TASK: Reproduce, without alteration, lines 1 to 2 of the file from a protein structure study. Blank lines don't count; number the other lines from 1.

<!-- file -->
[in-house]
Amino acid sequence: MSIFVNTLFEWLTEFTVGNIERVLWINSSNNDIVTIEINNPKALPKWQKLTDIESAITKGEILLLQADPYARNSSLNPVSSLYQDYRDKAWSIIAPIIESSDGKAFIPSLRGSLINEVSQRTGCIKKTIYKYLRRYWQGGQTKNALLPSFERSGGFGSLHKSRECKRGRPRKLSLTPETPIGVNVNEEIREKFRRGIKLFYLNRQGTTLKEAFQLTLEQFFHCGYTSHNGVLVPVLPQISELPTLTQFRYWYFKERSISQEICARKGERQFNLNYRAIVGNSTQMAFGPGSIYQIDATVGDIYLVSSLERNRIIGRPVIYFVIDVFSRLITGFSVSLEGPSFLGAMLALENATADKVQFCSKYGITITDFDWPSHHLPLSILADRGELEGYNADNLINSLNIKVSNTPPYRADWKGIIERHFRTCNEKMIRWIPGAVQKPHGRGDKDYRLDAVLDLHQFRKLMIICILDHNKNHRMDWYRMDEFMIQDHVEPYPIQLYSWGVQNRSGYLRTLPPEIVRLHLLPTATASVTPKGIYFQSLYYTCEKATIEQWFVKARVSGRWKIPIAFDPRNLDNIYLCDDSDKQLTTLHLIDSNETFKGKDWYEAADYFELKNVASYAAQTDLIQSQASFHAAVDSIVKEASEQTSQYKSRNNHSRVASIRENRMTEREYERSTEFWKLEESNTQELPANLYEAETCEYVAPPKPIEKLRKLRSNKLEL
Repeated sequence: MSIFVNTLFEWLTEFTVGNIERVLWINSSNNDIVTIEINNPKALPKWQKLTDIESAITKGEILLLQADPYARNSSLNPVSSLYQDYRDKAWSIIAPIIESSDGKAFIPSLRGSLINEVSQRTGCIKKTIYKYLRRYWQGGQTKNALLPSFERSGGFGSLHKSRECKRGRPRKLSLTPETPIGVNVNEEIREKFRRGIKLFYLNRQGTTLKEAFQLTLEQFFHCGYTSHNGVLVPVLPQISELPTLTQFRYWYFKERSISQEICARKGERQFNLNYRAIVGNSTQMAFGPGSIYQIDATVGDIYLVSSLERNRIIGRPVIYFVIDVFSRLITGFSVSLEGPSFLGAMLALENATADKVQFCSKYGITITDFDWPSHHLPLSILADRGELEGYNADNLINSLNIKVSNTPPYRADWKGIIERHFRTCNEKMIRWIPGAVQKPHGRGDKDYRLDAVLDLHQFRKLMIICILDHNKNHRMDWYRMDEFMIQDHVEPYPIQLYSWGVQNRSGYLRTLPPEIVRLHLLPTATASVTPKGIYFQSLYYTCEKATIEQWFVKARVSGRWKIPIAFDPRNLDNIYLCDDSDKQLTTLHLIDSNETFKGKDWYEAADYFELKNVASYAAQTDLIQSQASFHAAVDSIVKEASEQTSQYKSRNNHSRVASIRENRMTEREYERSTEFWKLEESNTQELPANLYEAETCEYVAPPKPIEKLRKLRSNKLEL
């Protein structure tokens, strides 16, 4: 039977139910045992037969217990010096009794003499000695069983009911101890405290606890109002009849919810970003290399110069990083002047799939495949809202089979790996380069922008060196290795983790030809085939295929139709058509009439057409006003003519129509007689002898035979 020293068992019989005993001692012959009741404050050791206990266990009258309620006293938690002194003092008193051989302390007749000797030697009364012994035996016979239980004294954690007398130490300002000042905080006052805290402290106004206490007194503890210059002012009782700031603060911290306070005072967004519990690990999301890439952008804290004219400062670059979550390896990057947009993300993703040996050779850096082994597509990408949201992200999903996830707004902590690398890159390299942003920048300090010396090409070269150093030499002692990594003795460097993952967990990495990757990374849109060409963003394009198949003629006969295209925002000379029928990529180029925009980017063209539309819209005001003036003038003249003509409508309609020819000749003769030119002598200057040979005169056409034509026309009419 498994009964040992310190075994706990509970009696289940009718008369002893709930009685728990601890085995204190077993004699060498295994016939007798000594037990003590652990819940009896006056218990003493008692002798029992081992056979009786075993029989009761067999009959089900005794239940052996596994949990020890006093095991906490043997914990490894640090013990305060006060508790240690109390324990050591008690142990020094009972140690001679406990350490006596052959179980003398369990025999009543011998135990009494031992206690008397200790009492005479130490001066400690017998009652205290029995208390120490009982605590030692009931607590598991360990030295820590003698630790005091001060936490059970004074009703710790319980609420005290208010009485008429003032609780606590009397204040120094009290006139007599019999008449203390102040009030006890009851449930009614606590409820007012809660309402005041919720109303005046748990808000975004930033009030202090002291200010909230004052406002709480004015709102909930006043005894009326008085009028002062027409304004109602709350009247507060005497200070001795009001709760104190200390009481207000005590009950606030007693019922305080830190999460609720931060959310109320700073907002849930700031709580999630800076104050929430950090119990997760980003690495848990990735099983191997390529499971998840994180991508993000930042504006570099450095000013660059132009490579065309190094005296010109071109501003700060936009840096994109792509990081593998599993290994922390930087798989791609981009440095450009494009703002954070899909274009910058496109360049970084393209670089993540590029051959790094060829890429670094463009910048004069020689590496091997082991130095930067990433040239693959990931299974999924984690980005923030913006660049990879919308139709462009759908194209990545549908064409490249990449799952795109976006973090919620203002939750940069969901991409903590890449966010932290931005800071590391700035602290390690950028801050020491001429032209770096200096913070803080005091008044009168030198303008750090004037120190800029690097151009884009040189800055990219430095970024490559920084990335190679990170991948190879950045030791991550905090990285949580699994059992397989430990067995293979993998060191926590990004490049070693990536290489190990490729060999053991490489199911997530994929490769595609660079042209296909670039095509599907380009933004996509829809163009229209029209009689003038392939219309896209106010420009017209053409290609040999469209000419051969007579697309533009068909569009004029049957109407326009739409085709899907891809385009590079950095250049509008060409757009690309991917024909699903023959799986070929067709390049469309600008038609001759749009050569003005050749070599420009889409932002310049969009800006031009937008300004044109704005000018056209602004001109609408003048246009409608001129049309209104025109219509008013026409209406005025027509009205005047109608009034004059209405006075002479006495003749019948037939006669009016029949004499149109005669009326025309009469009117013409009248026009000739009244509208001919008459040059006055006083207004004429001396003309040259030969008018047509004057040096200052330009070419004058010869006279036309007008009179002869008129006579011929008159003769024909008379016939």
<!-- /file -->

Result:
[in-house]
Amino acid sequence: MSIFVNTLFEWLTEFTVGNIERVLWINSSNNDIVTIEINNPKALPKWQKLTDIESAITKGEILLLQADPYARNSSLNPVSSLYQDYRDKAWSIIAPIIESSDGKAFIPSLRGSLINEVSQRTGCIKKTIYKYLRRYWQGGQTKNALLPSFERSGGFGSLHKSRECKRGRPRKLSLTPETPIGVNVNEEIREKFRRGIKLFYLNRQGTTLKEAFQLTLEQFFHCGYTSHNGVLVPVLPQISELPTLTQFRYWYFKERSISQEICARKGERQFNLNYRAIVGNSTQMAFGPGSIYQIDATVGDIYLVSSLERNRIIGRPVIYFVIDVFSRLITGFSVSLEGPSFLGAMLALENATADKVQFCSKYGITITDFDWPSHHLPLSILADRGELEGYNADNLINSLNIKVSNTPPYRADWKGIIERHFRTCNEKMIRWIPGAVQKPHGRGDKDYRLDAVLDLHQFRKLMIICILDHNKNHRMDWYRMDEFMIQDHVEPYPIQLYSWGVQNRSGYLRTLPPEIVRLHLLPTATASVTPKGIYFQSLYYTCEKATIEQWFVKARVSGRWKIPIAFDPRNLDNIYLCDDSDKQLTTLHLIDSNETFKGKDWYEAADYFELKNVASYAAQTDLIQSQASFHAAVDSIVKEASEQTSQYKSRNNHSRVASIRENRMTEREYERSTEFWKLEESNTQELPANLYEAETCEYVAPPKPIEKLRKLRSNKLEL